Zoom calls, Google Hangouts, FaceTime. Drinks on Houseparty later? Hey, whatever happened to Skype anyway?
The pandemic lockdown has pushed us into more screen time than ever before. We use our phones to do all the old normal things–texting, using social media, checking the news, playing games. Now we’ve engaged as many devices as possible to do our jobs, meet with colleagues and clients, check on our parents, teach our kids, follow along with a chef to make dinner, join a yoga class, and see our friends. Children are zooming with their teachers and livestreaming art classes. Grandparents have gin and tonics at five on the FaceTime.
With the separation of work and home now gone, many employees are finding the need to be virtually available at all hours, ready to “jump on a zoom call” at any point. Fortunately, WFH attire means we can now all dress like Mark Zuckerberg all day, every day. Meanwhile, social lives and after-work hours have moved from the pub to the screen as well, which is not nearly as relaxing or natural.
As The Times of London points out, “…it turns you and your partner into breakfast TV hosts (have you noticed?), squeezed up against each other on the sofa and doing that nodding thing when the other one is talking.”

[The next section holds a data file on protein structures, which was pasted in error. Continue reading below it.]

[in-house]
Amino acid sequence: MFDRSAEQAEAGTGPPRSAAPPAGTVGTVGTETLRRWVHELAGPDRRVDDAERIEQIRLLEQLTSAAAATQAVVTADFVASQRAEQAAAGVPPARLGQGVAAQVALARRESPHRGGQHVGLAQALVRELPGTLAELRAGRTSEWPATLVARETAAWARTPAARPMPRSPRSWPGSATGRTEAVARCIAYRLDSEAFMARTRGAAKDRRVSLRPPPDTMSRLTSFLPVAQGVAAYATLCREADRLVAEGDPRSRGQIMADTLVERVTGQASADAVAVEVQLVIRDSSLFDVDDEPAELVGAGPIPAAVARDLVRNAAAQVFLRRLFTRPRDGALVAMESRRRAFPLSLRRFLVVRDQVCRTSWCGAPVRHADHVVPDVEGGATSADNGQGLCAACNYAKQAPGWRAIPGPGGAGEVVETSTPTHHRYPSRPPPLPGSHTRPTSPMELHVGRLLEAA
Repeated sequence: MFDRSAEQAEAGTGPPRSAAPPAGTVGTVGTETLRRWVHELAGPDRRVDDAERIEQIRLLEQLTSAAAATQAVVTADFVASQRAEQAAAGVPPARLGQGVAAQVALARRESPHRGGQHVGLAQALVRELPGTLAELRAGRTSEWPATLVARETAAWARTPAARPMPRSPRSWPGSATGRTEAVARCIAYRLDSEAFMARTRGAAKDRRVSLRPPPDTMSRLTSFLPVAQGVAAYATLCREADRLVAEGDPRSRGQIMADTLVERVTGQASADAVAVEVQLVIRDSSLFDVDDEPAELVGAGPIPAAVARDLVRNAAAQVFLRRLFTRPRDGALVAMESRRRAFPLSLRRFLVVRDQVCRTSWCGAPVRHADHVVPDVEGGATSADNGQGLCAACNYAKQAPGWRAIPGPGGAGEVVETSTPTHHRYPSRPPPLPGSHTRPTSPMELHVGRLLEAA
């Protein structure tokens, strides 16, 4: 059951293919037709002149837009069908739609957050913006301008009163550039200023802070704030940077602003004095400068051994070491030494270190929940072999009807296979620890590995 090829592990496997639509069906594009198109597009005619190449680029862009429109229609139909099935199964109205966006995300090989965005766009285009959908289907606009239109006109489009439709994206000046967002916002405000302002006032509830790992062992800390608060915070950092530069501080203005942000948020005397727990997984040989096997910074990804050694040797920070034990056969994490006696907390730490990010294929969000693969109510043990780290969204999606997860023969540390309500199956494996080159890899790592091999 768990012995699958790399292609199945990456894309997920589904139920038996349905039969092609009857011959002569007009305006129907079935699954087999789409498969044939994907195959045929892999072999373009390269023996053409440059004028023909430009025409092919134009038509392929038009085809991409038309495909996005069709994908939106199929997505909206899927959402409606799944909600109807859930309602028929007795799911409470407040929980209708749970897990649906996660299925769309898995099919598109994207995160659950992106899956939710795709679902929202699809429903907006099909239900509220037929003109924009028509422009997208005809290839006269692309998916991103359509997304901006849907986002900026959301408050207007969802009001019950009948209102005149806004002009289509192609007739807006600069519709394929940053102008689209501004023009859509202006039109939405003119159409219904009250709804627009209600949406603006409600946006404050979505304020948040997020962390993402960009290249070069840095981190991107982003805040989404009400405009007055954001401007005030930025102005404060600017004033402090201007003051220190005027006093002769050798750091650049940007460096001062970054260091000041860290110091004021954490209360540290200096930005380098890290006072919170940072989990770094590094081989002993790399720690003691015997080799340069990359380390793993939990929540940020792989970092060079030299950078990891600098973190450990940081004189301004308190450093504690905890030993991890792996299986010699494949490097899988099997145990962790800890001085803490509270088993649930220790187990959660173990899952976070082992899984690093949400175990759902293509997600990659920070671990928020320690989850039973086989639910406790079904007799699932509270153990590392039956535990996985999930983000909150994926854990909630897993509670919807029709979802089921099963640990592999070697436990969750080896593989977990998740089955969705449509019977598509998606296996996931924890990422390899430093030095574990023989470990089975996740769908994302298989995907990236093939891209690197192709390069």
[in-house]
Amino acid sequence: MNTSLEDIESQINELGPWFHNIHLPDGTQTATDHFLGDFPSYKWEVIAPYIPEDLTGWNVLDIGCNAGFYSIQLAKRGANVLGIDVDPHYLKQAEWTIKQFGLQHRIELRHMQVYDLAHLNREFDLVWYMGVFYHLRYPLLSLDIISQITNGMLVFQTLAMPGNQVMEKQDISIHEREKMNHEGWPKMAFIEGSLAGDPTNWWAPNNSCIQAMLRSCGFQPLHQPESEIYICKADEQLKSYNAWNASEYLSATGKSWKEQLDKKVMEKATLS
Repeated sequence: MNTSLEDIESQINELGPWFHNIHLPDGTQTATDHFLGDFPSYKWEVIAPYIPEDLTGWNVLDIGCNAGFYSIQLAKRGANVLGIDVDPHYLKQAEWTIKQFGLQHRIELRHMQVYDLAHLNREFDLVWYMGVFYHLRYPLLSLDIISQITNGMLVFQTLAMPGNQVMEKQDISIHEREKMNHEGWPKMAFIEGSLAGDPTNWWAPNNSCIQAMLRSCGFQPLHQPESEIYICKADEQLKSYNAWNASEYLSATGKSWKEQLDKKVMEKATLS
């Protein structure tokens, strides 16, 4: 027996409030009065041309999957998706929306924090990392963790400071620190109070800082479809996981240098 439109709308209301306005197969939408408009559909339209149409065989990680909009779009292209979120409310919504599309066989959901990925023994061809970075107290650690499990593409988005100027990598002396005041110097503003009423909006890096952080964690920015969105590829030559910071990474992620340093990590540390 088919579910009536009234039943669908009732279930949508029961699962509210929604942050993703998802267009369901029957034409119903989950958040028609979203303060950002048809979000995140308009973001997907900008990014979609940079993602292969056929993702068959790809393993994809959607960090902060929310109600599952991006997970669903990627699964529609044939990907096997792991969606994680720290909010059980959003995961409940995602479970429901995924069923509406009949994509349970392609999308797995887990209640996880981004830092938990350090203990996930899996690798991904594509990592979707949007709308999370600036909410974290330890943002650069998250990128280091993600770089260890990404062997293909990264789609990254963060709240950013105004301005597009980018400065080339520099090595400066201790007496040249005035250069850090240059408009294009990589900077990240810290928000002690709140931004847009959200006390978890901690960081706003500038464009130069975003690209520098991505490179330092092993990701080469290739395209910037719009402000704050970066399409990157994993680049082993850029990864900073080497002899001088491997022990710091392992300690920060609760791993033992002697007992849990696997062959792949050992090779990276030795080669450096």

Those with any introverted tendencies whatsoever must beware of apps such as Houseparty, where simply opening it could put you face-to-face with your BFF, your ex, or your client, depending how naïvely sociable you were feeling when you signed up.
The reality for most people is that it’s all a bit much. “We just can’t keep it up, can we?” asks Shane Watson, of The Times, addressing the sheer volume of virtual life. “We’re not used to this much social interaction and we need a break.” Fellow columnist India Knight recently broached the topic of “How to wriggle out of a Zoom call invitation when everyone knows you’re in.”
‘Zoom fatigue’ is what National Geographic calls the experience, in an article by Julia Sklar, exploring the impact of video calls. “The unprecedented explosion of their use in response to the pandemic has launched an unofficial social experiment, showing at a population scale, what’s always been true: virtual interactions can be extremely hard on the brain.” Tough on the psyche too, when trying to have a meaningful discussion from the confines of a small digital box, without the aid of body language, mutual eye contact or social cues .
Where we used to worry about work-life balance, now we must protect our real-life balance. Of course, it helps if everyone from the boss on down is consistent at setting screen limits and separating “work” from “home” during these WFH times. Connecting with an HR consultant can help set up a company policy that allows everyone to stay connected without burning the pixels at both ends.